Only Child Syndrome: From an Only Child

 “Only Child Syndrome”: the myth that people without siblings are selfish, spoiled, opinionated, and uncompromising. After all, they have no siblings to share, fight, or argue with. “Only children” miss the obligation of dividing their parents’ attention. 

Growing up, I constantly got asked questions such as, Don’t you wish you had siblings? Who do you play with? Other parents made assumptions on my behalf: You must be a spoiled brat! Your parents must give you everything!

Sure, being an only child has its perks, but my life never glowed with privilege because of my single-child status. My home life was normal but not free of dysfunction. My family lived in a small one-level house for most of my childhood. We had a modest Christmas each year but never splurged on one another. 

My parents took care of me. They knew that having more children might stretch them thin financially and emotionally. They worked hard and both were usually busy with one project or another. My parents spent time with me but never idolized my existence. They taught me to be a good kid but never showered me with unceasing praise. 

My parents taught me the value of hard work. They showed me what it meant to work for a living and to work for what you want. I started dog sitting at around the age of twelve to earn extra money for family vacations and my obsession with Harry Potter merchandise. God bless my mom for allowing random dogs to run throughout our house. My parents let me make financial decisions from a young age. My mom might give me $10 to spend at the grocery store and let me choose what to buy with the money. Allowing me to make my own decisions cut out all the unnecessary whining in the snack aisle, I was entertained by my long-awaited Island Princess Barbie. 

I find it difficult to answer the question, Don’t you wish you had siblings? First off, I didn’t have siblings, how was I to know the difference? My family kept animals in the house, a cat and a dog, but the animals lacked the ability to speak back. Imaginary friends filled my playtime, but every kid had one or two of those. 

My imagination seemed to run my world. It crafted new games and storylines and taught me the special skill of independence. Even now, I enjoy time alone. I find myself content with quietness, and stillness; enjoying the beauty of independence. I have my negative qualities. I can be judgemental, outspoken, and stubborn, but everyone has a few qualities they might not mind losing. “Only Child Syndrome” never seemed to be the cause of my ailments. If “Only Child Syndrome” is real, then birth order must also play a large factor in one’s personality.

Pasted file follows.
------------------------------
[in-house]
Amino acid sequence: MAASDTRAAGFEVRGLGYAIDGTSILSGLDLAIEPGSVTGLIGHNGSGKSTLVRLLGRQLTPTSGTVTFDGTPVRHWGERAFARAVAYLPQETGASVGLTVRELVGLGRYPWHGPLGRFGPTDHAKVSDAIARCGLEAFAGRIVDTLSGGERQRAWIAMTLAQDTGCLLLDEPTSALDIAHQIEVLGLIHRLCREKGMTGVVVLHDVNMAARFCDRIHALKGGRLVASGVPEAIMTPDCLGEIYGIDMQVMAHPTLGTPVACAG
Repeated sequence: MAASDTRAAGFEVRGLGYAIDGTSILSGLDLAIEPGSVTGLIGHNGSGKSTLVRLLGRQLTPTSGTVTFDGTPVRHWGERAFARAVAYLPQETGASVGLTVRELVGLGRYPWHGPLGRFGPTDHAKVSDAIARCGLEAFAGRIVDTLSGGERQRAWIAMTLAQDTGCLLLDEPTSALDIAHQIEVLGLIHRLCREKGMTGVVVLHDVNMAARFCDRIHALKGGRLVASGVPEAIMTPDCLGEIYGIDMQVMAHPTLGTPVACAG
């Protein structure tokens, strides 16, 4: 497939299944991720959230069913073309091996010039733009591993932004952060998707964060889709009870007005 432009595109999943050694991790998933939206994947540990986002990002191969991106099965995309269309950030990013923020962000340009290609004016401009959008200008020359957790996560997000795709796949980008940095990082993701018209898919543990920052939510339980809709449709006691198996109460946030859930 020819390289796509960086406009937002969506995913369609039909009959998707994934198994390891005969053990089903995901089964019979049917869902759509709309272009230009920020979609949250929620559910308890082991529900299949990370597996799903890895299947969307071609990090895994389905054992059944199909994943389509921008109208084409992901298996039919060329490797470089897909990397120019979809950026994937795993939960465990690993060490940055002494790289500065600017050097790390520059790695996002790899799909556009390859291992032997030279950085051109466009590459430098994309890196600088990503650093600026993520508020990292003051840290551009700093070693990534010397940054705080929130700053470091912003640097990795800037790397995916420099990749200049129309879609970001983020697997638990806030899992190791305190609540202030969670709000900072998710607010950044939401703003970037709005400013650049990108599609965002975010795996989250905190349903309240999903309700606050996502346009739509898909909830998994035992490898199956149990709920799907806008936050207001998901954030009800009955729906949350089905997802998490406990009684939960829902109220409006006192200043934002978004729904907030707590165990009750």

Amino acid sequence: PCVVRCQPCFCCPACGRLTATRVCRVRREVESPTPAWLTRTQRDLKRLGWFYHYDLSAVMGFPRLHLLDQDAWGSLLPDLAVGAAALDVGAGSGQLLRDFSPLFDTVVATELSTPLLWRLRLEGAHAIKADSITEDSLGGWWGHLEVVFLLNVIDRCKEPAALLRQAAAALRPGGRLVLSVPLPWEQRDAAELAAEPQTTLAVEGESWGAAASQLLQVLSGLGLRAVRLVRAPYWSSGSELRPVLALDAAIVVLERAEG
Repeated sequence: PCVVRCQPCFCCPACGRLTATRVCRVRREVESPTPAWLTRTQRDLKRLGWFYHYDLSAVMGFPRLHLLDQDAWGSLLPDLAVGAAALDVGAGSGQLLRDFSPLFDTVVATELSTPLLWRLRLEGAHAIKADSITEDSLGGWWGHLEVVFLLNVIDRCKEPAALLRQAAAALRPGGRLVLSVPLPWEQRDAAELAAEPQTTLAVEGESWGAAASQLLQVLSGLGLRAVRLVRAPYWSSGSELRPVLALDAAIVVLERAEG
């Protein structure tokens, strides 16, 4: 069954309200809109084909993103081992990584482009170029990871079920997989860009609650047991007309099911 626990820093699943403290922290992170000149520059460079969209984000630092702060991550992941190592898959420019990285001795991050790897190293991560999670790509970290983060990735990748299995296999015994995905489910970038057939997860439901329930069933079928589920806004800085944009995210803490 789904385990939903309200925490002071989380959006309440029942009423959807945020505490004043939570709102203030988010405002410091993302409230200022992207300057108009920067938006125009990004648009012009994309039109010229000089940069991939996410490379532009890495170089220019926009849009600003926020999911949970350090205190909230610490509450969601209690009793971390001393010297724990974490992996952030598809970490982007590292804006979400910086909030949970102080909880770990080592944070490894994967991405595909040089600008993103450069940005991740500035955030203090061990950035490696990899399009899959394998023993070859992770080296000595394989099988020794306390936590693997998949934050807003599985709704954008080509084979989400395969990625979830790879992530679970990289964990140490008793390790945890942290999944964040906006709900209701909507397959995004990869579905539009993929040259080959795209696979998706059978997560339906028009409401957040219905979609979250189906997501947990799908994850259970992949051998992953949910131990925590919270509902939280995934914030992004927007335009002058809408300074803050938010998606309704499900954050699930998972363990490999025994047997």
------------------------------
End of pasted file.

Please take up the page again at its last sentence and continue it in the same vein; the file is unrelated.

Maybe it’s me just being stubborn, but I refuse to believe that only children are cursed from birth. While there are some "only children" I have met who seem to fit the stereotype, I have also met children with siblings who face the same issues. Society shaped a prejudice against only children for the sake of ostracizing those different from “normal” at the time. Even now, studies are showing an increase in married couples choosing to have only one child. You can read this BBC article for more information ( 

Parents are working more hours for less pay. Inflation continues to rise and my generation (Gen-Z) is experiencing a panic over our financial futures. Housing prices are rising but wages are stagnating. College tuition prices soar while our 9-5 desk job doesn’t. Having children, multiple for that matter, is beginning to look like a thing of the past. One or two children is becoming more popular around the world. Now, should every family have only one child because of our bleak future? No, absolutely not. But ostracizing families who choose to have only one child seems hypocritical. Consider their circumstances. Maybe their financial budget won’t allow for multiple children, or maybe, birthing multiple children isn’t feasible. 

I see mothers and families commenting online expressing their fear of having only one child. They fear they are in some way, holding their child back or condemning the child to a friendless life. I’m here to say it won’t. Instead of focusing on the number of children, focus on good parenting. Parenting a child with love, care, kindness, respect, and wisdom is most important. Sometimes children still go astray even after good parenting. Children are human after all, they make their own decisions, but having only one child will not condemn the child to a life of selfishness and hostility. 

Take my word for it - as an only child, I turned out just fine. And if you choose to have only one child, they will be just fine too. 

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